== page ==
Venezuela sues Spanish journal El País
The Spanish journal has been accused of having caused serious damages to Venezuelan President Hugo Chávez
- Legal actions against El País seek intimidation among Venezuelan media
- Venezuelan Embassy in Madrid complains about smear campaign against Chávez
- Argentinean President: Photo of Chávez is a dirty trick
- Spanish El País apologizes for fake photo of President Chávez
- Fake photo of President Chávez sparks controversy
In a statement, the journal offered its apologies to its readers for any caused damages, yet the journal did not apologize to the Venezuelan president or his family.
After regarding the journal's apologies as "squalid," the Venezuelan Government announced it would push forward legal actions against El País. The Venezuelan Government accused the journal of being part of a smear campaign intended to bring destabilization in the country.
Venezuela's Communication and Information Minister Ernesto Villegas said in a press conference, "It (El País) did not even offer its apologies to President Chávez, his family, and the Venezuelan people (...) It violated all ethical standards in journalism and followed its manual."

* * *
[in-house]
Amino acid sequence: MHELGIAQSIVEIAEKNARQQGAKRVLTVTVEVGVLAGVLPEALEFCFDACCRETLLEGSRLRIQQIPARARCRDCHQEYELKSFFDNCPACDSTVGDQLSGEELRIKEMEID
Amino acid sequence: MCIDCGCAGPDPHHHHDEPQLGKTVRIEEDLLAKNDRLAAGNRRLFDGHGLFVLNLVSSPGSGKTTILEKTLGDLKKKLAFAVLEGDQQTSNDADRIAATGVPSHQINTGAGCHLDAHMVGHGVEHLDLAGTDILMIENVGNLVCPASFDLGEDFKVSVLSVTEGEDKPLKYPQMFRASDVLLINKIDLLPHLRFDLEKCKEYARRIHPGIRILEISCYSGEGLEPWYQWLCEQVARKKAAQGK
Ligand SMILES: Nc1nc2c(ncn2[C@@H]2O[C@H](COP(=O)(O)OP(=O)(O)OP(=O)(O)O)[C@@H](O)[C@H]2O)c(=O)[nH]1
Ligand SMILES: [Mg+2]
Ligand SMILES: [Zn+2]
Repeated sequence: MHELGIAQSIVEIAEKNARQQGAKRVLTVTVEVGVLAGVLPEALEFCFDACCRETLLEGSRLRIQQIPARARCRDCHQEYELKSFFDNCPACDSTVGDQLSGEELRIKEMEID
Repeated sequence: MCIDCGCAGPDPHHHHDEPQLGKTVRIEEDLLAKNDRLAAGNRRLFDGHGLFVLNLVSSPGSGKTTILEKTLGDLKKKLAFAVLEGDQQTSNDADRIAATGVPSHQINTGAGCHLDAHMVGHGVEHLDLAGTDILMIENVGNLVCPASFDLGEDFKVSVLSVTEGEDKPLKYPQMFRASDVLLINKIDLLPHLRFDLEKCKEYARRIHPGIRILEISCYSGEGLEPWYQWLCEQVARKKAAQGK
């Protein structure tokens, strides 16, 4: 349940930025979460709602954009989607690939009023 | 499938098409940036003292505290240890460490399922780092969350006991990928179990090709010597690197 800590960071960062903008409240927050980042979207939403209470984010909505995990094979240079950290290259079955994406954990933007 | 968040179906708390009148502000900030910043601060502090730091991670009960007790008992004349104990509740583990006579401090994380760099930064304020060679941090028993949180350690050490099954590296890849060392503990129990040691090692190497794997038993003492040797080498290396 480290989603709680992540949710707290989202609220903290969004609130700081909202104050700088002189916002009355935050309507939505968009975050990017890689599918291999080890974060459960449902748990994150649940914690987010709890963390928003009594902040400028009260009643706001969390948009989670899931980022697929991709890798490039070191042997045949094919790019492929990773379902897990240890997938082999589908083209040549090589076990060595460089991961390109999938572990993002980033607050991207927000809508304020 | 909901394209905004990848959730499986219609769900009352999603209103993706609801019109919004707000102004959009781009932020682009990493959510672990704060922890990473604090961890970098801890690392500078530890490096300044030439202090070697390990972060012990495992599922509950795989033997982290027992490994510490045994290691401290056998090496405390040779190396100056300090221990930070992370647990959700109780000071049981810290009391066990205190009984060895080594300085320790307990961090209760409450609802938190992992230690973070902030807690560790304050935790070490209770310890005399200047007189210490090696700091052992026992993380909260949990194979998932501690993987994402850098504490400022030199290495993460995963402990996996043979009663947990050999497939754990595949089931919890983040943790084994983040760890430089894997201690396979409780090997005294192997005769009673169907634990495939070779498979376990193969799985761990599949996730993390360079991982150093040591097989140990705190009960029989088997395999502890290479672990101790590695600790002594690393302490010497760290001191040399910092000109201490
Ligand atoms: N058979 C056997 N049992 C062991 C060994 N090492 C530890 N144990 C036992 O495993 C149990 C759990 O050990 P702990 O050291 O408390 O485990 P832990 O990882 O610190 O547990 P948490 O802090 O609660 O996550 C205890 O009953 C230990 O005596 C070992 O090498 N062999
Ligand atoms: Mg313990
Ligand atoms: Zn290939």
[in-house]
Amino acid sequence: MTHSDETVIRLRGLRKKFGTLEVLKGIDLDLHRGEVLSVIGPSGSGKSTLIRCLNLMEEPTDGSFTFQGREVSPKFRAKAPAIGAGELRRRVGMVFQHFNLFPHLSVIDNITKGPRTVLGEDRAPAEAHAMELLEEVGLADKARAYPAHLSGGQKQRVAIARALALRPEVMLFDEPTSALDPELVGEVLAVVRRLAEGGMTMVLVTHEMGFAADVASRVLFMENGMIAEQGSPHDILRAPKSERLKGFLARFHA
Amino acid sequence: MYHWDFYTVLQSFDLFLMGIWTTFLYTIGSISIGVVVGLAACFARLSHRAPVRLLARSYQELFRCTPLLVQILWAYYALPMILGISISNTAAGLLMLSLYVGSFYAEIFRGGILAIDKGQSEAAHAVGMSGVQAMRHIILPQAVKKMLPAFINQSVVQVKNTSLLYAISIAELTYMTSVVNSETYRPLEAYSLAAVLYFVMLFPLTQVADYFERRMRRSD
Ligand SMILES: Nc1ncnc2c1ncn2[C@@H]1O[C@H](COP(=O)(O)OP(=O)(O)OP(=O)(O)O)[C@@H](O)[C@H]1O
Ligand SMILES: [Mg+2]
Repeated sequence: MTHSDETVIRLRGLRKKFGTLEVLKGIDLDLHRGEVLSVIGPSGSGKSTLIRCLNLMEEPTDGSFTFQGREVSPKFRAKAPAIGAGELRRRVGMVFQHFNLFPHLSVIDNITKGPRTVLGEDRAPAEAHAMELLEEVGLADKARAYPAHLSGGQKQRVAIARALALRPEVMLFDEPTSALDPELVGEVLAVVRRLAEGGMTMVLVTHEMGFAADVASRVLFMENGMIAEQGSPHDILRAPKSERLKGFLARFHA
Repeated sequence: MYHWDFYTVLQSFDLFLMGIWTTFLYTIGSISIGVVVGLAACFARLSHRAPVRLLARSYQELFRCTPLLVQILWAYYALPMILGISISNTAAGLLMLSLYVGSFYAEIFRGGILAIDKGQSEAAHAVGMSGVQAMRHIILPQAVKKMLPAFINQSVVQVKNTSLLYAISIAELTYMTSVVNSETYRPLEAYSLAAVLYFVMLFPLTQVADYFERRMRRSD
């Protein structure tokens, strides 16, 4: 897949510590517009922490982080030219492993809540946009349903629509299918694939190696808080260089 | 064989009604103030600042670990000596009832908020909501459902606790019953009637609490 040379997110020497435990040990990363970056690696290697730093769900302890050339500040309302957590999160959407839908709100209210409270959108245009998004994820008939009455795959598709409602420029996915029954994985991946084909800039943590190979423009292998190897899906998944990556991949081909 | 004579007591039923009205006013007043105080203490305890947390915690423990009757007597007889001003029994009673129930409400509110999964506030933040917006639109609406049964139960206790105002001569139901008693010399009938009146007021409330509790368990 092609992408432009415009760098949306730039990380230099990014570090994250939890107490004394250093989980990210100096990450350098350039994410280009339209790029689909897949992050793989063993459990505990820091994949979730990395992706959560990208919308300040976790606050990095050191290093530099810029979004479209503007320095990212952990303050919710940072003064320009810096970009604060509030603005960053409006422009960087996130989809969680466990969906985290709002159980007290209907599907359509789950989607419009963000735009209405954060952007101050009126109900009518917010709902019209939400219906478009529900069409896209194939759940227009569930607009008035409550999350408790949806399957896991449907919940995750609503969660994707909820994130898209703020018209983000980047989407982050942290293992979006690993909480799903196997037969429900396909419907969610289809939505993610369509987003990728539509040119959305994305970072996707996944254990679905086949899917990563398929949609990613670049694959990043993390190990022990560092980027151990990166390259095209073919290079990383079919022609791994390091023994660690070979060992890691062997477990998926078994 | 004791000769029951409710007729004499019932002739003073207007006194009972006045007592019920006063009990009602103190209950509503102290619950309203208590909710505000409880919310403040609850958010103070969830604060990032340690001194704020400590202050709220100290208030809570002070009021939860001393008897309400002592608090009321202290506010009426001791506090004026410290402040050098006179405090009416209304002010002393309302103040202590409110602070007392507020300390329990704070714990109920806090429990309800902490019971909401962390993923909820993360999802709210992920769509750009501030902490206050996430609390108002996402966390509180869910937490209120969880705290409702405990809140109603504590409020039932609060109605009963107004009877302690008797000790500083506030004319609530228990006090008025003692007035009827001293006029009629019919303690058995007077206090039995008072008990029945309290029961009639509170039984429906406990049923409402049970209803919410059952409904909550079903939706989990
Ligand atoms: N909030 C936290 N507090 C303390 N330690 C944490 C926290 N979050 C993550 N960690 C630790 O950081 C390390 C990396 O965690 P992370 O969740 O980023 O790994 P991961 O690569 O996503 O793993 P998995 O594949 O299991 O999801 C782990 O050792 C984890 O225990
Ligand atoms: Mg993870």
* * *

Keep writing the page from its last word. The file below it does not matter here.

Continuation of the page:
The minister asserted that 56% of the information on Venezuela released by El País comes from Miami. He added that the city is home to "smear campaign laboratories."
With reporting by Juan Francisco Alonso and Gabriela Turzi Vegas
Translated by Jhean Cabrera
A simple reason: there is oil galore, would suffice to explain Guyana's actions. Another explanation lies in the little or none efforts made by the Venezuelan government to thwart the move by the Guyanese. This is certainly not a new problem, but a problem only recently highlighted because oil is involved. But what other resources does the disputed area hold? For most of us it is a section on the map with black and white stripes on it, a depiction of something distant, alien, a nothingness not worth paying much attention to in geography classes back in elementary school.